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Neurotoxicology. 2008 Jul;29(4):591-5. doi: 10.1016/j.neuro.2008.04.019. Epub 2008 May 4.

Increased prenatal exposure to methylmercury does not affect the risk of Parkinson's disease.

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  • 1Institute of Public Health, Environmental Medicine, University of Southern Denmark, Winslowparken 17, Odense C, Denmark. mskaalum@health.sdu.dk

Abstract

This study aimed to determine whether prenatal methylmercury (MeHg) exposure is a risk factor for Parkinson's disease (PD). A total of 172 clinically confirmed PD cases and 1018 controls matched by vital status, sex and age were included. The cases were ascertained in 1995 or were diagnosed during 1995-2005 in the Faroe Islands where the prevalence of PD is twice as high as elsewhere in northern Europe. Because the main single source of increased MeHg exposure in the Faroes is whale meat, retrospective exposure assessment was possible using detailed whaling records, rules of whale meat distribution and census lists. The share for each resident was calculated from the total amount of whale meat landed divided by the number of residents in the district entitled to a share. Utilizing the calculated share per resident at the mother's residence prior to the date of parturition, maternal body burden profiles were calculated as the average hair Hg concentration during the whole pregnancy, during the third trimester, and at the beginning of the third trimester. The exposures were compared between cases and controls using Mantel-Haenszel odds ratios (ORs), chi2 and logistic regressions. All analytical methods gave ORs close to 1.0, none of them approaching statistical significance. The upper confidence limit was clearly below 2.0 in all analyses. No significant association between PD and prenatal MeHg exposure was found in this study, thus providing no support for prenatal MeHg exposure as an important risk factor that might explain the doubling of PD prevalence in this population.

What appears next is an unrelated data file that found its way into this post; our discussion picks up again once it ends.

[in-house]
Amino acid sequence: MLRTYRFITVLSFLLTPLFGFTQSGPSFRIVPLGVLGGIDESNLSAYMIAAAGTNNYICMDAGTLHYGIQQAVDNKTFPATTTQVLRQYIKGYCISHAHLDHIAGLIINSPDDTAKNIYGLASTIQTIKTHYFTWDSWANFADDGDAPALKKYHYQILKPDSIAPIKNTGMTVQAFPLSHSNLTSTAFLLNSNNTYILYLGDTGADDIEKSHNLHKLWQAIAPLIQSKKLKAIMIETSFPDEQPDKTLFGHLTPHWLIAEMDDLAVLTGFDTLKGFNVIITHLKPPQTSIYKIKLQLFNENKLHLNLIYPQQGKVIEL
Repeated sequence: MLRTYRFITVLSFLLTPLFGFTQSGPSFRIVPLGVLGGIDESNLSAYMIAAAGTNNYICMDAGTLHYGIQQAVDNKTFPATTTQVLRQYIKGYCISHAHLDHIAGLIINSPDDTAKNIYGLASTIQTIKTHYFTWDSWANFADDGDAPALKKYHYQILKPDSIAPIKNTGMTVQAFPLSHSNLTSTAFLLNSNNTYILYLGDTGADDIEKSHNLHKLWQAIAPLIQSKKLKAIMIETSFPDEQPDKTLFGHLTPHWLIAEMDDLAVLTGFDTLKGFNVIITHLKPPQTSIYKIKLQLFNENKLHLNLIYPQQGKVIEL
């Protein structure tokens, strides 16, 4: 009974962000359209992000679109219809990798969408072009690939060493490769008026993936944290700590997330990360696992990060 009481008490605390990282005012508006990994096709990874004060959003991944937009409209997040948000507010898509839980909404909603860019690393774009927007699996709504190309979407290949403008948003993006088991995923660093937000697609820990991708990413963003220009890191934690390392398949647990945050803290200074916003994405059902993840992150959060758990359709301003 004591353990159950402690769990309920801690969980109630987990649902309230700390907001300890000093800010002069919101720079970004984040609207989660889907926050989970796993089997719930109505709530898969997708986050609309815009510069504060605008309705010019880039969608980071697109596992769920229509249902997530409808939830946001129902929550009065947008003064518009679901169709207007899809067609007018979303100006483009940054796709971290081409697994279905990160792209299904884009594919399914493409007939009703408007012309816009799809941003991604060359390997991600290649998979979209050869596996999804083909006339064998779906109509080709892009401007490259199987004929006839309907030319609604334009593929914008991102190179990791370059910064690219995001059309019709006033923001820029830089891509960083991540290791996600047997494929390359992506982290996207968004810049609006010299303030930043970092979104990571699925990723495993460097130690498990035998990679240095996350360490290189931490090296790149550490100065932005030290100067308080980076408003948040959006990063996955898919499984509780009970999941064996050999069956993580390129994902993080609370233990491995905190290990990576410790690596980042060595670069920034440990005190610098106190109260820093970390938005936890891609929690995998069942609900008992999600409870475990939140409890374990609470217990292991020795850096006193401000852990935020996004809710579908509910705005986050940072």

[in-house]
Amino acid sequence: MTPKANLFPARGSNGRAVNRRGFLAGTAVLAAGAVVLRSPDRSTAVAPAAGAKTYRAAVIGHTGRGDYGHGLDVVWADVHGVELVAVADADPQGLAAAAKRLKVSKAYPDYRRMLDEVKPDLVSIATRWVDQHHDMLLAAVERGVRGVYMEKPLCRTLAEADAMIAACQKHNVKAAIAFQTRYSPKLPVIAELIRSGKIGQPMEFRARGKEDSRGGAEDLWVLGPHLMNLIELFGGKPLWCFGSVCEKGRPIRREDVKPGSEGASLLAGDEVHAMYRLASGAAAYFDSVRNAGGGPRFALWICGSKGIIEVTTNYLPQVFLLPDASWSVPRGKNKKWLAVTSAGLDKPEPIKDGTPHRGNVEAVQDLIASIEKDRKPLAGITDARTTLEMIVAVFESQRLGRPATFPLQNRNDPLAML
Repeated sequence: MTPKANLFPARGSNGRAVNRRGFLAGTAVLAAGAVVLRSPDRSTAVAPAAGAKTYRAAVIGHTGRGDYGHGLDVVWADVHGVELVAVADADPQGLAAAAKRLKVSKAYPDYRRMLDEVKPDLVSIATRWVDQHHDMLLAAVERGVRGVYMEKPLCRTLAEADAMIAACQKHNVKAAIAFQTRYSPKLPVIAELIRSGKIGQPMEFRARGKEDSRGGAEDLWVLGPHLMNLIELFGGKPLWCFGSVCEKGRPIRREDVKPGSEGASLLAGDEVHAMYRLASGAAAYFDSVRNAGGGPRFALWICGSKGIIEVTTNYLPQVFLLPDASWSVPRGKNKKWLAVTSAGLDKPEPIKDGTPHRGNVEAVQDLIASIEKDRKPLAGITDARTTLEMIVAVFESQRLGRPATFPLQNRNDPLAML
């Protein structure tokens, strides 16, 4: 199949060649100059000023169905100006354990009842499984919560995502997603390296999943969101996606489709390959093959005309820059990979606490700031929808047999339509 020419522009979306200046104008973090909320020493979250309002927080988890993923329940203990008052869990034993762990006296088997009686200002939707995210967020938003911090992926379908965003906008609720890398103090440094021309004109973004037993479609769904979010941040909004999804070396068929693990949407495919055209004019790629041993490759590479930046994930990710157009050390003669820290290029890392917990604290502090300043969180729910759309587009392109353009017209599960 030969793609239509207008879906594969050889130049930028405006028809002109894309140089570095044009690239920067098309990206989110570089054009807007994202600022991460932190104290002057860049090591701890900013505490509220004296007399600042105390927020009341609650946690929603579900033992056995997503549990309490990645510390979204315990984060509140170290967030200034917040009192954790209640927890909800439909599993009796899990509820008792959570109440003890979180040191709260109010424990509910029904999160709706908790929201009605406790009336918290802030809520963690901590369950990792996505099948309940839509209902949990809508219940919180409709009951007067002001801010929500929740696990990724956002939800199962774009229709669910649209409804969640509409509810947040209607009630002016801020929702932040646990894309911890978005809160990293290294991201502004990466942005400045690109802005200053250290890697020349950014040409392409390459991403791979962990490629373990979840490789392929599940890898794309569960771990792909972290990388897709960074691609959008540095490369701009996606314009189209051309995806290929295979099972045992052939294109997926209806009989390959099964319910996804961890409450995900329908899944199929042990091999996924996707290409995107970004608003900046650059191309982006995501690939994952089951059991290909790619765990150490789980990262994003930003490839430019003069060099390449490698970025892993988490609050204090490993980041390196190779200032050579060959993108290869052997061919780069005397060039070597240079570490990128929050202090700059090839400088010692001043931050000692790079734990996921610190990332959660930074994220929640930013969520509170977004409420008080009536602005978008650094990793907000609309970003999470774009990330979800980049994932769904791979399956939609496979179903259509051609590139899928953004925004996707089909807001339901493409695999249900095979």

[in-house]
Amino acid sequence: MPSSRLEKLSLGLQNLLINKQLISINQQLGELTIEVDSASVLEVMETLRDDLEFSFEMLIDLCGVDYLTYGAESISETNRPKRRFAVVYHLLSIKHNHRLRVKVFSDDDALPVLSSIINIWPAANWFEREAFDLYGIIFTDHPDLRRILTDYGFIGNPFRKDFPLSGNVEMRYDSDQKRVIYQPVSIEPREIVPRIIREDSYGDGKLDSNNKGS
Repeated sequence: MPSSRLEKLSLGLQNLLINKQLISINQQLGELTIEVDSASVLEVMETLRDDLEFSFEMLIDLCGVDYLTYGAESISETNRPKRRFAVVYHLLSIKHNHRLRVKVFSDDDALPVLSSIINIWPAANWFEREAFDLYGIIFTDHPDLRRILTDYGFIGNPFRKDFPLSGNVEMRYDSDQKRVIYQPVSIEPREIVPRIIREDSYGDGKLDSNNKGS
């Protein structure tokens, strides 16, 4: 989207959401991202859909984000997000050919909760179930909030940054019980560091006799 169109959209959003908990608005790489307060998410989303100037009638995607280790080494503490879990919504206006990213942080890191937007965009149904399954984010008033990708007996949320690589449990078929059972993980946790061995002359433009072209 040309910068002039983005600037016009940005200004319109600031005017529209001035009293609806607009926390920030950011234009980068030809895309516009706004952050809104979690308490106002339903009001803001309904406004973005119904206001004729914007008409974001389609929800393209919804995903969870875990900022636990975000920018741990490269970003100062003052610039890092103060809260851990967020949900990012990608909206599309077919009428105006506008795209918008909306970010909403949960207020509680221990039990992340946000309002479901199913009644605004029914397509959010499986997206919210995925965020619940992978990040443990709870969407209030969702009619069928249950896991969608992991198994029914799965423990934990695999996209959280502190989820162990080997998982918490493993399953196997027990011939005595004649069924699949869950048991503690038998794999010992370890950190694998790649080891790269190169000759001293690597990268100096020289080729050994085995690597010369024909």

PMID:
18550173
[PubMed - indexed for MEDLINE]
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